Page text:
Five things to know about the new Mercedes G-Class's interior

It’s a LOT roomier

About bloody time. The G-Wagen was designed in the late 1970s when apparently, people didn’t have elbows. For such a large car there’s a comically hemmed-in feel to sitting up inside one, hunched behind the steering wheel, ear hard-up against the door window like a private detective in a motel.

The new G-Class (it’s not a Wagen any more, because it’s posh) sits on an all-new platform specifically designed for the car. That’s a fabulously, insanely expensive move for Mercedes to make. When I ask Mercedes bods including head of G-Class, Gunnar Guthenke, how much it cost to build an entirely new chassis upon which to wrap a body that looks basically identical to the current G-Class, they all clam up, look away, and scuff their shoes. And then, when prodded, mumble something about it being ‘even more than you’d think’. But, Mercedes doesn’t want to make the same mortal error as Land rover – i.e., letting crash legislation catch up with your most iconic vehicle, until the point it can’t be built any more. The G-Wagen has to regenerate to avoid going the way of the Defender. And its faithful buyers want more space, and need better crash protection. So, they’ve got it. If you want the maths, you’ve got 150mm more rear legroom, 38mm more shoulder room, and 68mm more elbow room. But because it remains boxier than a Rubik’s cube and the indicators sit helpfully atop the wings, it ought to be no trickier to park.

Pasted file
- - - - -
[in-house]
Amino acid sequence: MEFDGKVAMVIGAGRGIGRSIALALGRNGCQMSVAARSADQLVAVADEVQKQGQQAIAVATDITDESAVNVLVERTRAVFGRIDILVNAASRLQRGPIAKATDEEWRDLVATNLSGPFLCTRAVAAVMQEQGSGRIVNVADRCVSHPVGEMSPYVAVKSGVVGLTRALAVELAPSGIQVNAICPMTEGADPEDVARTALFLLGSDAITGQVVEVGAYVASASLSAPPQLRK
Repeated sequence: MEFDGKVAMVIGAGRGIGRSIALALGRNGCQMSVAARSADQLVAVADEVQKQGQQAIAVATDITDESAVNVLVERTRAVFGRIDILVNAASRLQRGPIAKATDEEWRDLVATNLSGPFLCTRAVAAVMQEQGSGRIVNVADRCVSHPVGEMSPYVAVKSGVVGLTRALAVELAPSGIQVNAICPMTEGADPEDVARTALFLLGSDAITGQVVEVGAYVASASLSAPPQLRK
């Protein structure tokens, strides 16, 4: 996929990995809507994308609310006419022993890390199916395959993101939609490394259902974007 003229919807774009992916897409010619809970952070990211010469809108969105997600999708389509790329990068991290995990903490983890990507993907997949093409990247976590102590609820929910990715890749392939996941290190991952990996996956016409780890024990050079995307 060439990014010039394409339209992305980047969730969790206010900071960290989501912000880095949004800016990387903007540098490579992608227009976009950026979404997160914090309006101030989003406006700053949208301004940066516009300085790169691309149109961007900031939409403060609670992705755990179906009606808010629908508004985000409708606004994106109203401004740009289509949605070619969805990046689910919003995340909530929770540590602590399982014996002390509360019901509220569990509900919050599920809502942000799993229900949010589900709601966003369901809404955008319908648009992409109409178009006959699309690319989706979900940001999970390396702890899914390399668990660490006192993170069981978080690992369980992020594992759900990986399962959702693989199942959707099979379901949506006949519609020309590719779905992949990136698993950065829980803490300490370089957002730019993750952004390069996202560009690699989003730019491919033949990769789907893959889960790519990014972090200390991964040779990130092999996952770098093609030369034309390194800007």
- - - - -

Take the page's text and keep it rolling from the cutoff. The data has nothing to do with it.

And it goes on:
Meanwhile, one of the top customer requests was more stowage. The G-Class was invented before mobile phones existed. The new one has more cubby holes and sockets to hide and charge them. That’s the whole philosophy of the new G summed up, really. Make it 21st century-relevant, but keep the character…